Article

Spatial and temporal distribution of pesticide residues in surface waters in northeastern Greece

School of Agriculture, Aristotle University of Thessaloniki, Pesticide Science Laboratory, P.O. Box 1678, 54124 Thessaloniki, Greece.
Water Research (Impact Factor: 5.32). 11/2008; 43(1):1-10. DOI: 10.1016/j.watres.2008.09.021
Source: PubMed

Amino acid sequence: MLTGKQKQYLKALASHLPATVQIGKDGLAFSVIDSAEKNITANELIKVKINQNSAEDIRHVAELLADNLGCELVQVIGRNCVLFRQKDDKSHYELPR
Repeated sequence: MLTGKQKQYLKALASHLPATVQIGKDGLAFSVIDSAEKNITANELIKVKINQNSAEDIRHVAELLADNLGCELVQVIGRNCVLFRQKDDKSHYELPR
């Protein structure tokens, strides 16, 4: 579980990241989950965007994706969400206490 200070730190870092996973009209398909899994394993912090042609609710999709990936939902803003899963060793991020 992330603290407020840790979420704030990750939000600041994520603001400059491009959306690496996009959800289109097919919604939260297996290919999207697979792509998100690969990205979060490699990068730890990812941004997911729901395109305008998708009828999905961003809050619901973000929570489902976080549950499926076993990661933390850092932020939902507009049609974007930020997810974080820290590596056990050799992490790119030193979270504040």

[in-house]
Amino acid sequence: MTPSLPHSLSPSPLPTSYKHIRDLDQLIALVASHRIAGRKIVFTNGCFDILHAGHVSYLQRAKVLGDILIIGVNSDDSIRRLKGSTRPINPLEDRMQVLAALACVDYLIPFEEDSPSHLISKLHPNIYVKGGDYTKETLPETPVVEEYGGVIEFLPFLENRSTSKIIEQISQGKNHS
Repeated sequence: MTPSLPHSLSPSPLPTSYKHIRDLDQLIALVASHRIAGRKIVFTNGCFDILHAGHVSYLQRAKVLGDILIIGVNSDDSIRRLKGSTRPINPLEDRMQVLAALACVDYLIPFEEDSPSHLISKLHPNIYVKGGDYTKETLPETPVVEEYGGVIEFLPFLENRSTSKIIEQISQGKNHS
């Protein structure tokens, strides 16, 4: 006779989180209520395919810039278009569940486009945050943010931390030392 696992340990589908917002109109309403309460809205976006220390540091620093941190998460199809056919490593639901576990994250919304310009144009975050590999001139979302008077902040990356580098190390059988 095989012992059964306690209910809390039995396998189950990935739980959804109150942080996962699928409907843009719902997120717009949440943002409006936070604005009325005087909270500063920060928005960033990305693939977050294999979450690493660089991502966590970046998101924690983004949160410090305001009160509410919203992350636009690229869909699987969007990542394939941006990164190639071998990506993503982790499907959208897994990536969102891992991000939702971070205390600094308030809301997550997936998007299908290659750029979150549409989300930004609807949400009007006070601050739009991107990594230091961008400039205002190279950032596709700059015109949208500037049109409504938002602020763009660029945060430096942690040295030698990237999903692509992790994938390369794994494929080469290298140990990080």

ABSTRACT A monitoring study of 147 compounds in surface river waters from northeastern Greece near Greek/Bulgarian/Turkish borders was carried out during 1999–2007. Based on agricultural use eight sampling points along the rivers Ardas, Evros and Erythropotamos were set up, covering the distance from the Greek/Bulgarian borders down to the river's discharge (river's delta) in the Greek territory. In total, 88 sampling events were carried out from 1999 to 2007. Pesticides were extracted by solid-phase extraction (SPE) and analyzed by gas chromatography–mass spectrometry (GC–EI-MS) using a multiresidue in-house analytical method including pesticides belonging to different chemical classes. Aquatic risk concerning the detected pesticides was assessed on the basis of the risk quotient (RQ = PEC/PNEC). From the 28 compounds (pesticides, metabolites and caffeine) that were detected in surface waters of northeastern Greece the soil applied pesticides were the most frequently detected. High pesticide concentrations were detected within 2 months of their application. Extreme pesticide concentrations were detected in the beginning of the irrigation season or just after high rainfall events. Generally, low levels of pesticide residues were found in the first sampling point (Greek/Bulgarian borders) of all rivers, however o′,p′ DDT, o′,p′ DDE and γ-HCH were mainly detected in this sampling point regarded as cross-boundary contamination. The most commonly encountered compounds in the river waters were atrazine, DEA, alachlor, trifluralin, prometryne, molinate, carbofuran, carbaryl and diazinon. Increased loading (primary as well as secondary peaks) seemed to be a consequence of application (timing, rate, frequency) and intense rainfall during the application period. Aquatic risk assessment revealed that from the 28 compounds that were constantly detected 12 showed non-acceptable risk when median concentrations were used as PEC and 18 when extreme concentrations were used as PEC values.

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